The state's largest city, Philadelphia, is located on a magnificent harbor on the banks of the deep Delaware River. The most populous city in colonial America, it still ranks fifth largest. The founder, William Penn, carefully planned the streets and parks of the old city with a grid pattern that has been imitated by many other cities.
Philadelphia was built in the wooded Piedmont at the southeastern corner of Pennsylvania. Quakers from England were the first occupants. They named the city from two Greek words meaning "city of brotherly love." Laws guaranteeing freedom of religion attracted many religious minorities, such as the Amish and the Mennonites of Germany. Americans still enjoy their products - the twisted pretzels of the Pennsylvania Dutch, Philadelphia cream cheese, and fine Amish furniture. Most of all, Americans enjoy chocolate from the town of Hershey, which as the largest chocolate factory in the world.
Low Appalachian Mountains cut through the center of the state. The Pocono Mountains are a scenic subrange that extends east to the border of New Jersey. Like New York, Pennsylvania stretches beyond the Appalachians to the Allegheny Plateau. Two large rivers - the Monongahela and the Allegheny - drain water from this plateau. These two rivers meet to form the Ohio River - the easternmost extension of the vast Mississippi River drainage basion. Ships can load goods on these navigable waters and ship them almost two thousand miles to the mouth of the Mississippi.
Located at the vital junction of the Allegheny and Monongahela Rivers is the city of Pittsburgh. It boasts the nation's largest steel industry. Both iron ore and coal are used in the making of steel. Hard coal, or anthracite coal, is best for making steel because it burns longer and makes less smoke than soft coal. Only five states in the nation have deposits of anthracite coal. Pennsylvania has the nation's most extensive hard coal deposits.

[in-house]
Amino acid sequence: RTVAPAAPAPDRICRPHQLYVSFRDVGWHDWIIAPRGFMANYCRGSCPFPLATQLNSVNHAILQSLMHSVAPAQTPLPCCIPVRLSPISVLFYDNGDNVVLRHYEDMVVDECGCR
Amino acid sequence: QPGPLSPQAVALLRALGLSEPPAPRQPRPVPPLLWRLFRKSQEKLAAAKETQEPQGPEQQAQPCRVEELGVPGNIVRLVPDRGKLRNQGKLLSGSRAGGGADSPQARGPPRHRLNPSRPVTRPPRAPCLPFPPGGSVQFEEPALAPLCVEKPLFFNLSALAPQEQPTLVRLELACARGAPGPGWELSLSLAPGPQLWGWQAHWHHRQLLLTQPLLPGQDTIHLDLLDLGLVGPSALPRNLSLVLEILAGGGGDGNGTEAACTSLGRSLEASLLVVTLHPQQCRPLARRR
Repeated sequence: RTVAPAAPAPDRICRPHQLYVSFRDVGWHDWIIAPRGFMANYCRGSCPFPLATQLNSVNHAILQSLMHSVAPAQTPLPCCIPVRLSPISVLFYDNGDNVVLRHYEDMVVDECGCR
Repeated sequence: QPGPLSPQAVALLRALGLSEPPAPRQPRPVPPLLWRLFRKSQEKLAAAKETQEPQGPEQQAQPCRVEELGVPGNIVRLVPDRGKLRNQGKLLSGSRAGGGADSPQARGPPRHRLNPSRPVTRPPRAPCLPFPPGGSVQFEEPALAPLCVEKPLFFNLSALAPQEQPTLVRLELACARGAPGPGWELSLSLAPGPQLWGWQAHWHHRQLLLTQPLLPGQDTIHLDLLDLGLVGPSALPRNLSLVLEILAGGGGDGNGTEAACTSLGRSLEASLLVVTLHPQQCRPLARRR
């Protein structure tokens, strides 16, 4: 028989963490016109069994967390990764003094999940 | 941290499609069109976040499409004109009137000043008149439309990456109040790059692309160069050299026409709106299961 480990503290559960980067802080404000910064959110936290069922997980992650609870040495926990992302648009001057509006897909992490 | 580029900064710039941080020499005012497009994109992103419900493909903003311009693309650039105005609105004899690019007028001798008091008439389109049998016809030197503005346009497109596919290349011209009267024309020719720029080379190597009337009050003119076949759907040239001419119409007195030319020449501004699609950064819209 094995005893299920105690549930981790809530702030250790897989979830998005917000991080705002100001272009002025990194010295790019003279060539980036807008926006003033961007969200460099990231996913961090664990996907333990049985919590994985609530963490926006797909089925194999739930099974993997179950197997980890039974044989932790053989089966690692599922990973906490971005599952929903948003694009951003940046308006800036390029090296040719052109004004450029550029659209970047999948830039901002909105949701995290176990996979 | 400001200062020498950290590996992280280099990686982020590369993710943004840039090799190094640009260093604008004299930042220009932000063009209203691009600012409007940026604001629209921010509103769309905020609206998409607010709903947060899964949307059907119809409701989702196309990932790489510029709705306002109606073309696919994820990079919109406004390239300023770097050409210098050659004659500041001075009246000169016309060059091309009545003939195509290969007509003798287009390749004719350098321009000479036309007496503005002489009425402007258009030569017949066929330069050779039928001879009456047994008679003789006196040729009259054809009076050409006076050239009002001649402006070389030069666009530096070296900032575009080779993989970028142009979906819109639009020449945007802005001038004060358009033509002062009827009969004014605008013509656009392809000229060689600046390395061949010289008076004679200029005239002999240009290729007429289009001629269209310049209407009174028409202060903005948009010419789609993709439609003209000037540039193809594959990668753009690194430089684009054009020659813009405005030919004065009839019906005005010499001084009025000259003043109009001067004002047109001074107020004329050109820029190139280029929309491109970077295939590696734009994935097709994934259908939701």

The Great Lakes Plain at the extreme norhtwest are the only lowlands in the state. The city of Erie on Lake Erie is the state's only port on the Great Lakes. Pennsylvania has inland sea ports on all three western waterways: the Atlantic Ocean, the Mississippi River, and the Great Lakes.
Nearly one hundred battles were fought in New Jersey during the War for Independence. Each year people reenact George Washington's crossing of the ice-choked Delaware River to surprise a British outpost at Trenton on Christmas Day, 1776.
Most of New Jersey's population lives on the east side of the state, across the bay from New York City. A string of cities stretches from this end of the state west to Trenton, the capital. Trenton is located on the Fall Line of the Delaware River, the western boundary of the state. This heavily industrialized region is part of the northeastern megalopolis.
Coastal plains cover all of New Jersey south of the Fall Line. Port cities process the nation's largest clam catch. Atlantic City has the world's most famous boardwalk (an oceanfront sidewalk made from wooden planks.) Park Place and other street names in the game Monopoly came from Atlantic City. The Pine Barrens, a wooded and boggy wilderness, covers one thousand square miles of the coast. Tales abound of campers lost in the dense woods and of sightings of the legendary Jersey Devil.
New Jersey's climate is warmer than much of the Northeast, and its soil is extremely fertile. The warm, moist air from the Gulf Stream creates a humid subtropical climate. New Jersey was nicknamed the Garden State because of its many small farms and roadside produce stands. Farmers raise common garden crops such as beans, tomatoes, green peppers, and melons. Their farms are called truck farms because they can easily ship fresh products to the big cities by truck. The state also has many greenhouses for growing roses, orchids, lilies, poinsettias, and chrysanthemums.
The Piedmont covers most of the rest of the state. Truck farms and greenhouses appear in the Piedmont as well as in the coastal plains. The only mountainous area is Kittatinny Ridge of the Appalachians, which extends down into the northwest corner of the state.
1. What religious gropu founded Pennsylvania? Why did so many other groups settle here?
2. Name a major Pennsylvania port on each side of the three great Eastern waterways.
3. What major industries are found in Pennsylvania and New Jersey?
4. Why is New Jersey called the Garden State?
5. (lightbulb). Why did Philadelphia become the largest city in the American colonies?